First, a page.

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Coming of Age in Franco’s Spain

Anti-Fascist Rites of Passage in Sender, Delibes, Laforet, Matute, and Martín Gaite


Michael D. Thomas

How could authors not write about the effects of a civil war that tore their nation in two, that divided and destroyed families and friends? They had to tell the story, though they were carefully scrutinized and censored. How could they resist artistically and present alternate voices and visions for the future? Writing is resistance, remembering is resistance. Writing is remembering and selecting those memories that, in these authors’ view, have intense significance in the formation of the self. Sender, Delibes, Laforet, Matute, and Martín Gaite have left a legacy of confrontation and hope. Coming of Age in Franco’s Spain studies the social and psychological damage of the aftermath of the Spanish Civil War and identifies an aesthetic of resistance, a portrayal of emerging adults who rebel with courage and caring that even more mature adults do not show. Whereas the Fascists engaged in the process of «othering», considering certain groups to be enemies, sub-human, deserving death, meriting bondage in slavery, these novels describe protagonists who learn to reach out to «the other». They advocate treatment of the marginalized and persecuted in a manner diametrically opposed to the policies and practices of the Franco Regime. The positive message conveyed is that the human spirit was not completely crushed by the Fascists’ mandate to make all Spanish citizens conform to the Regime’s own «values», but these authors advocate authenticity, creative freedom, universal values, all alive and well, even in the darkest of times; they crafted a blueprint for hope through complexities of the narrative art.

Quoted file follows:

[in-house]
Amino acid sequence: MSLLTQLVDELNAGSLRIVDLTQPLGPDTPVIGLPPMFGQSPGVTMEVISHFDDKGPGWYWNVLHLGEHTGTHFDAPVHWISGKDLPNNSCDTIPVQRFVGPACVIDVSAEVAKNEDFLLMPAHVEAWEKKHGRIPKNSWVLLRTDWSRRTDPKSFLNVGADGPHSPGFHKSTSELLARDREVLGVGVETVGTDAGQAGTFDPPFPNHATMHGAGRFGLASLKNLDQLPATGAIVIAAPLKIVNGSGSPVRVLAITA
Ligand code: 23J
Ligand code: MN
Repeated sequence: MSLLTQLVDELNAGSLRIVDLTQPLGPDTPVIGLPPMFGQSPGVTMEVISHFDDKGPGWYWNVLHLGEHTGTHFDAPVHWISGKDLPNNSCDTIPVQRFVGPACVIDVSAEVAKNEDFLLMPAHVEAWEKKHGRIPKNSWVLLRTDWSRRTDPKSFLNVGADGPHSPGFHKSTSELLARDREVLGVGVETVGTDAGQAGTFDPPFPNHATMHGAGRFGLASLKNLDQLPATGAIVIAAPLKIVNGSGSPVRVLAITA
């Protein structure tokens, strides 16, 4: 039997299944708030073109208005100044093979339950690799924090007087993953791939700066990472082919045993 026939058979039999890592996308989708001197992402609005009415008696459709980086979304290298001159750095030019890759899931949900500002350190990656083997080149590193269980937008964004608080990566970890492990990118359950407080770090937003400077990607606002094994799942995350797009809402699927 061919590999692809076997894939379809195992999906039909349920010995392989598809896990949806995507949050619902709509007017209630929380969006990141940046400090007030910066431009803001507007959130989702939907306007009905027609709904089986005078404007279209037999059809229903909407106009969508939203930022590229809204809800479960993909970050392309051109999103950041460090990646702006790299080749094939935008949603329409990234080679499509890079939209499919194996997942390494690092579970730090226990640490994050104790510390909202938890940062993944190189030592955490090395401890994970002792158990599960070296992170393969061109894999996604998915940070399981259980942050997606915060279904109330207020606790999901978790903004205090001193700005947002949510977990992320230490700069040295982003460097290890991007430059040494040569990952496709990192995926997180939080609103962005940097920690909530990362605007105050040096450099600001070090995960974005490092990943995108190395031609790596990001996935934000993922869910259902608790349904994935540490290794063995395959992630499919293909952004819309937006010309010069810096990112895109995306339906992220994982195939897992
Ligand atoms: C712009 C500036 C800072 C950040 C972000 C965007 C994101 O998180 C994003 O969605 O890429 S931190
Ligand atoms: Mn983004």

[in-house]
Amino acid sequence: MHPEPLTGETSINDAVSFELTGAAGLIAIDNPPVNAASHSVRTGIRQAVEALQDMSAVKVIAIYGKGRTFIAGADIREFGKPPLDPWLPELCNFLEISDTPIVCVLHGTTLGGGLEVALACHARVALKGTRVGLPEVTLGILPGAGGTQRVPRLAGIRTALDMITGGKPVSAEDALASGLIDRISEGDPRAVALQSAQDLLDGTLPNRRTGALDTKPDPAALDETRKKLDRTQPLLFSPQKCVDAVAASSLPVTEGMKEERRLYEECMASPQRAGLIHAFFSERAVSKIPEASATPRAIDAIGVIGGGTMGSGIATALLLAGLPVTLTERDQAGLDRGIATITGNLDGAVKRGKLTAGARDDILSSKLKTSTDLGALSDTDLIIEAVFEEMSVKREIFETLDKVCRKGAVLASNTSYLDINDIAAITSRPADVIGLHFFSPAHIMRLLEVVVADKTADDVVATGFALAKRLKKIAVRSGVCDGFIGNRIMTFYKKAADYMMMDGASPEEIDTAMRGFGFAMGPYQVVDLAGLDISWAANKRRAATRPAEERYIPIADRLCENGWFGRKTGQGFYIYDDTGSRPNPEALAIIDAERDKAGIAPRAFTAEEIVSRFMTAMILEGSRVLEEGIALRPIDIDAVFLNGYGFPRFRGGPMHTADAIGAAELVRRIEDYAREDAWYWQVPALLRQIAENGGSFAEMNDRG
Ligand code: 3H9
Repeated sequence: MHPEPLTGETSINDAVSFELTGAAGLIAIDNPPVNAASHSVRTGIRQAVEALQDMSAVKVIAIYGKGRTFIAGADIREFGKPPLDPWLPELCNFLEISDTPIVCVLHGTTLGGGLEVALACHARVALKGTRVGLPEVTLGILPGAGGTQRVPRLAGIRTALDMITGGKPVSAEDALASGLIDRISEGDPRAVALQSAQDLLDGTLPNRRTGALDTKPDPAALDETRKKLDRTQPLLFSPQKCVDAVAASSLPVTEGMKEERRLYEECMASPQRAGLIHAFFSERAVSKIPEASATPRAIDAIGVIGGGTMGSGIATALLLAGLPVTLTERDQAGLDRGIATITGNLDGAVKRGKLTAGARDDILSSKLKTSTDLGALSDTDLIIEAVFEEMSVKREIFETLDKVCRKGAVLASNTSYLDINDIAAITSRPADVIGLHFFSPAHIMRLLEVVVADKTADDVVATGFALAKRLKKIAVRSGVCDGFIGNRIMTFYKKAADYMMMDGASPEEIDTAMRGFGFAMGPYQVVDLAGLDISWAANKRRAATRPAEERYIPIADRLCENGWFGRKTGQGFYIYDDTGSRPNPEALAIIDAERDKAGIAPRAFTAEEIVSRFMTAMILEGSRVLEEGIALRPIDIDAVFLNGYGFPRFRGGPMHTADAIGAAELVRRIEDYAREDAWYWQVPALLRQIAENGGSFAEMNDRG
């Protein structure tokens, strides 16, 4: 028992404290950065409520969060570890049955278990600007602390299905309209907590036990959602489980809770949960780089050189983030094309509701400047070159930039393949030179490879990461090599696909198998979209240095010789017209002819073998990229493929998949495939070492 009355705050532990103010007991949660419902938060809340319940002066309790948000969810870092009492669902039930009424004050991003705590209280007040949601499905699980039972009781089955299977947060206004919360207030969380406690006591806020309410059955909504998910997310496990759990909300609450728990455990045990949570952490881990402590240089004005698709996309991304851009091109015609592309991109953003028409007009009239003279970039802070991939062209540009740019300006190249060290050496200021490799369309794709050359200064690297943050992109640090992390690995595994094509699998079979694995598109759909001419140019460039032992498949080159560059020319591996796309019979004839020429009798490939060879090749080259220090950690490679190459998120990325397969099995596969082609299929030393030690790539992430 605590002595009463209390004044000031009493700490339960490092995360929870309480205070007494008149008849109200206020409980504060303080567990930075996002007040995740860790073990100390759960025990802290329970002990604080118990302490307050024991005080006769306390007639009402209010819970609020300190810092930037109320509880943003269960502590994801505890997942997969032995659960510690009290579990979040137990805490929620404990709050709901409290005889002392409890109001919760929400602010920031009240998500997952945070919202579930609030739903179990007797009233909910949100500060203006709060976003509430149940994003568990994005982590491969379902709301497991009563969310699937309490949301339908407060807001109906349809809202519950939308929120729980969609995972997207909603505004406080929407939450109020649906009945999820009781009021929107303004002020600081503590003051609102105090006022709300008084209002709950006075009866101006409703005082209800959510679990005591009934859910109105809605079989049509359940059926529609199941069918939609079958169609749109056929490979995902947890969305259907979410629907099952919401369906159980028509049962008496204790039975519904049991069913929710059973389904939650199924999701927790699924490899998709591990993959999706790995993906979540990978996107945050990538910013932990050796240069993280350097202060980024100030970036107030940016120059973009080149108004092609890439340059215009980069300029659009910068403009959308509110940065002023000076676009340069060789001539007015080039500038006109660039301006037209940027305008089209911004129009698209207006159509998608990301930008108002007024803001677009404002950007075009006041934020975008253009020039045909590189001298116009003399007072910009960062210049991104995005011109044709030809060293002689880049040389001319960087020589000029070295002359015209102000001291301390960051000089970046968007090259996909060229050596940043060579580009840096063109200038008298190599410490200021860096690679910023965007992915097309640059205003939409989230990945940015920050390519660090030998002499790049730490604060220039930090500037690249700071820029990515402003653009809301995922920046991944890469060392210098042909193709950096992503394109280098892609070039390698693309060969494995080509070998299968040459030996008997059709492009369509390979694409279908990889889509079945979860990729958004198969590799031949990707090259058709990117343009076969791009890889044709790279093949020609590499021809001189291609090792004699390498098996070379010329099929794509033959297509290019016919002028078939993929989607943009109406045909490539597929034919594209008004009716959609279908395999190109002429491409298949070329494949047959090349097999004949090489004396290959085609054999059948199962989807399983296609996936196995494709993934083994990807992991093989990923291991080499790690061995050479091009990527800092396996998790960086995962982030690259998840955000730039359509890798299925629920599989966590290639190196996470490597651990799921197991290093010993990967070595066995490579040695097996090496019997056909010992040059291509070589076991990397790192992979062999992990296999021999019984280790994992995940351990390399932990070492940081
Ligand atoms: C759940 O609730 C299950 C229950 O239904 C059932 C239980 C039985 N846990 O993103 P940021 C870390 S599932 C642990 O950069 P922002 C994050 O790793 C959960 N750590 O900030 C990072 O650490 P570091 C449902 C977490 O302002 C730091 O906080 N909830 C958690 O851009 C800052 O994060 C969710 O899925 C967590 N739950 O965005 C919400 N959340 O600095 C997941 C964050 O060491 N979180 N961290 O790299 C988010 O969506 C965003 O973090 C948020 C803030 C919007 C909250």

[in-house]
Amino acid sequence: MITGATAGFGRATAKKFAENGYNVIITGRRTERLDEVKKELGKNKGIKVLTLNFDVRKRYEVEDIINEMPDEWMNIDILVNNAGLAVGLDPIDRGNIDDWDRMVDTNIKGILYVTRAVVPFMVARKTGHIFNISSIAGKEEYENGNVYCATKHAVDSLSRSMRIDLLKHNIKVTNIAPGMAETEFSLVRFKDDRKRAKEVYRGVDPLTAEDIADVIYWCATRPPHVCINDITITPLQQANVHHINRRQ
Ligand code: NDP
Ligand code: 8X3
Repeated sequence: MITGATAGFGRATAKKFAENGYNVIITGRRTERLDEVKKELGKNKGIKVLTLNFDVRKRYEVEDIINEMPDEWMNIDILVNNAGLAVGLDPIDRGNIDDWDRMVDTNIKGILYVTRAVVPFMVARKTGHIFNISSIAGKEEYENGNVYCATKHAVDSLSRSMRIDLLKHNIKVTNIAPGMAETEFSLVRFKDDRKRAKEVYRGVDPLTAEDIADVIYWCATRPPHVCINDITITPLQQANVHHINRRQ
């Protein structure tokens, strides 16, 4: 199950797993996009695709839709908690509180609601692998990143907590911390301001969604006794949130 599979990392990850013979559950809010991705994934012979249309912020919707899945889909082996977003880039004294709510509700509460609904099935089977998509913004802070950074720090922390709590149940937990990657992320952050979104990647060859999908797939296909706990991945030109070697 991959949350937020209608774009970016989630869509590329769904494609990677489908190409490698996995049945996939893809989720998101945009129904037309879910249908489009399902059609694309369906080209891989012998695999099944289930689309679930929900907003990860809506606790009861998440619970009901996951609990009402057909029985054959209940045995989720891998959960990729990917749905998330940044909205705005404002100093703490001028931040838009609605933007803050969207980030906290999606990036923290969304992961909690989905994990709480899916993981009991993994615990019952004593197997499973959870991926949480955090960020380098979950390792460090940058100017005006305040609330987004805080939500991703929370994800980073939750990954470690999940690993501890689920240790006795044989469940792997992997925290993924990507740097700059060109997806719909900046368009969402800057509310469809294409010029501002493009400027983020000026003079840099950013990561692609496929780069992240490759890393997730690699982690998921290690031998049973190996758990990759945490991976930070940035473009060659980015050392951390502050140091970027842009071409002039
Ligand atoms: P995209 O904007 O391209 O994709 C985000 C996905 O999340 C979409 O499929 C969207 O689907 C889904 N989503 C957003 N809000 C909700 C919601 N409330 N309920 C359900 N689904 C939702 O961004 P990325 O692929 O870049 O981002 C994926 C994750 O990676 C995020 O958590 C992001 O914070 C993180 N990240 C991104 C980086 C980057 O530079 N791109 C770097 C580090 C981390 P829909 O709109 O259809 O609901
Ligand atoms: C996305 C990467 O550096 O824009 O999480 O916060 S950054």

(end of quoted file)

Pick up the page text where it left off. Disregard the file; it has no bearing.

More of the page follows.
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This project represents the culmination of more than four decades of study and reflection on Spanish post-Civil War fiction. As a college junior in 1968, I read Carmen Laforet’s Nada (Nothing, 1945), my first novel in Spanish, and I was completely enchanted by it. That same semester, I read my second, Camilo José Cela’s La familia de Pascual Duarte (The Family of Pascual Duarte, 1942); this book, though quite different from Nada, also intrigued me. Both works were influential in my later decision to specialize in the Spanish novel of the Franco period. I eventually published articles on novels by Cela, Laforet, Ana María Matute, Carmen Martín Gaite, Jesús Fernández Santos, Álvaro Cunqueiro, and Ana María Moix. Chapter four of this book is based on my article “Symbolic Portals in Laforet's Nada” which appeared in Anales de la Novela de Posguerra (Society of Spanish and Spanish-American Studies) 3 (1978): 57-74.An earlier version of Chapter five was published as “The Rite of Initiation in Matute's Primera memoria” in Romance Quarterly (Routledge, Taylor & Francis) XXV (1978): 153-164. Both are used by permission and acknowledged in accordance with publisher guidelines.

As I have taught Crónica del alba, El camino, Nada, Primera memoria, Entre visillos, and El cuarto de atrás in various contexts, I have been struck by numerous similarities among them, parallels that I believed merited further investigation. I saw that these novels of childhood innocence and youthful rebellion were at...

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